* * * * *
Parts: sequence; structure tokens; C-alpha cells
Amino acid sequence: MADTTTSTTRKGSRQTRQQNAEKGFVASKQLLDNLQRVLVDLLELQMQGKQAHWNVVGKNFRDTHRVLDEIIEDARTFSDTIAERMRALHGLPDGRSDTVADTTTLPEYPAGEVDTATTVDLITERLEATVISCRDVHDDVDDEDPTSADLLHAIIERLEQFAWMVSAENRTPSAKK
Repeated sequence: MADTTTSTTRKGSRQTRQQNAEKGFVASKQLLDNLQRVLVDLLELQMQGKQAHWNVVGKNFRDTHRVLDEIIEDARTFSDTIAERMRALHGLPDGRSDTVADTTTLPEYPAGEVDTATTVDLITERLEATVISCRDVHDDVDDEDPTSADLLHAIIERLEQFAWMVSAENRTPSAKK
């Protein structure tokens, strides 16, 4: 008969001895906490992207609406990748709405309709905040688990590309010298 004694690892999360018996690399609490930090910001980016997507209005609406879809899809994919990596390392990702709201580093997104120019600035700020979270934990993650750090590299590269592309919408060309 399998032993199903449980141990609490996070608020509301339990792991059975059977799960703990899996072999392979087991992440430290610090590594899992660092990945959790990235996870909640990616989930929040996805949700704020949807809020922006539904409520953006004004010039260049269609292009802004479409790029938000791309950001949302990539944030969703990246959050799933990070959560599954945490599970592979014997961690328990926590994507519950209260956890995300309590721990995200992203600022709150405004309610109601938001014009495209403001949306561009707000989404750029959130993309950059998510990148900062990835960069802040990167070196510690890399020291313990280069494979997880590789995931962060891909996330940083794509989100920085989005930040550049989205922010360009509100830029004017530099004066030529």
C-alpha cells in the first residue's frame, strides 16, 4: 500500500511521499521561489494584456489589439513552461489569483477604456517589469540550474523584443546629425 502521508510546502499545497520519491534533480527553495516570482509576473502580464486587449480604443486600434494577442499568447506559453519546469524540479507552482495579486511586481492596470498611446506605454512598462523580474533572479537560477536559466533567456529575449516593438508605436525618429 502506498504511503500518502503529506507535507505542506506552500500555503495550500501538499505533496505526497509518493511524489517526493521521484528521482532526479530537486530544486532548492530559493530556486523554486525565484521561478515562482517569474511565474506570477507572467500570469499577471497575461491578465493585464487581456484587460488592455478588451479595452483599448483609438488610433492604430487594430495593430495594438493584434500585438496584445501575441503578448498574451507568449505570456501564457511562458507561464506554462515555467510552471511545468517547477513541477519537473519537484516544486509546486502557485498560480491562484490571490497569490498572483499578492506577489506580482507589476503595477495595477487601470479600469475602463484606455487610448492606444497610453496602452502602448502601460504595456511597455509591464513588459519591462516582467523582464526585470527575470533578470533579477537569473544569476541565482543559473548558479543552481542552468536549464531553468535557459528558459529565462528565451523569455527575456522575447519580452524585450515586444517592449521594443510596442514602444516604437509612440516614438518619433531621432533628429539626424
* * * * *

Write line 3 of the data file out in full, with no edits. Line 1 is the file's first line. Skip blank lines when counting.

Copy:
Repeated sequence: MADTTTSTTRKGSRQTRQQNAEKGFVASKQLLDNLQRVLVDLLELQMQGKQAHWNVVGKNFRDTHRVLDEIIEDARTFSDTIAERMRALHGLPDGRSDTVADTTTLPEYPAGEVDTATTVDLITERLEATVISCRDVHDDVDDEDPTSADLLHAIIERLEQFAWMVSAENRTPSAKK